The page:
Ketchup with your CFD?
If you are a ketchup manufacturer then maintaining your ketchup at the right consistency is a primary concern - same goes for ketchup connoisseurs. A new procedure developed by Bandulasena, et al at the University of Sheffield combines a simple experimental observation and Computational Fluid Dynamics (CFD) to characterize the viscosity of a non-Newtonian fluid, such as ketchup, so we can be confident that our ketchup will flow.
Unlike Newtonian fluids (e.g., water) that maintain a constant viscosity at a given temperature, ketchup is a non-Newtonian fluid, so its viscosity reduces as the ketchup flows - e.g., once you shake a ketchup bottle to get the ketchup flowing, it will continue to flow. Getting just the right ketchup consistency is tricky without a quick method to characterize the viscosity of the ketchup. Enter Bandulasena et al with a novel combination of a simple rheology experiment and CFD simulation.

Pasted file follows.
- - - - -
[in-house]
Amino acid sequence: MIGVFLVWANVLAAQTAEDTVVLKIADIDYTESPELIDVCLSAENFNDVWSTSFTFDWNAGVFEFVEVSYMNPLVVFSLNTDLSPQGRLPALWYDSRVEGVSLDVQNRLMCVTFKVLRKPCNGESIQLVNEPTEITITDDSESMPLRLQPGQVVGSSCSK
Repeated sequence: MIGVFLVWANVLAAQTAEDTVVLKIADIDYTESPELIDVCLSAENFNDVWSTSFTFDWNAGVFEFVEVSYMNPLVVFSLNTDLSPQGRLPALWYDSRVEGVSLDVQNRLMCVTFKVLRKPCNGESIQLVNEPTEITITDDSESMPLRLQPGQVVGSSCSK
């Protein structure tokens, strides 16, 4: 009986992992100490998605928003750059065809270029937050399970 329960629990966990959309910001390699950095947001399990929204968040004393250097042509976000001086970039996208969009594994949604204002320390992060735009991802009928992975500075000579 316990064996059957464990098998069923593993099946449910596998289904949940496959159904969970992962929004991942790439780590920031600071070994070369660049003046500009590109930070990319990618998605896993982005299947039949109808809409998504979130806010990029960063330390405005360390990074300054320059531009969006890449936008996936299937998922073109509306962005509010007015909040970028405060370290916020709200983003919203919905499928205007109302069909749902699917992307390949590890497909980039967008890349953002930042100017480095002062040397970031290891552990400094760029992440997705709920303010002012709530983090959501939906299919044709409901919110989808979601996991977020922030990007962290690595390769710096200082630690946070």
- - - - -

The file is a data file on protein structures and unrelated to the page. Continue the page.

- Take a sample of the ketchup
- Seed the ketchup with tiny particles
- Record the progress of the particles around a specially-shaped small channel
- Run a series of CFD simulations for the same channel
- Vary the power-law non-Newtonian viscosity parameters
Select the best match between the CFD simulation and the observed particle paths to give you the power-law viscosity relationship you seek. Use liberally to keep your ketchup just right.
- Source: Sticky fingers, The Economist, Technology Quarterly: Q4 2011
- Paper: H C Hemaka Bandulasena, William B Zimmerman and Julia M Rees, An inverse method for rheometry of power-law fluids, Measurement Science and Techonology, Volume 22, Number 12, October 2011
- To simulate non-Newtonian flow in Caedium Professional set Substance->Properties->Phase->Transport->Viscosity Model to either Cross Power Law or Bird Carreau
Recent blog posts
- Top 5 Reasons Why You Should Try CFD
- Heroic Aircraft Design Aided by Caedium CFD
- Internal Flow with CFD
- External Aerodynamics with CFD
- A Case for Renaming the Navier-Stokes Equations
- Ludwig Prandtl: Real Fluids Explained
- Osborne Reynolds: A Giant in Fluid Dynamics
- Sliver Treatment Strategies for CFD
- How to Fix Small Acute Angles for CFD
- Small Feature Removal for CFD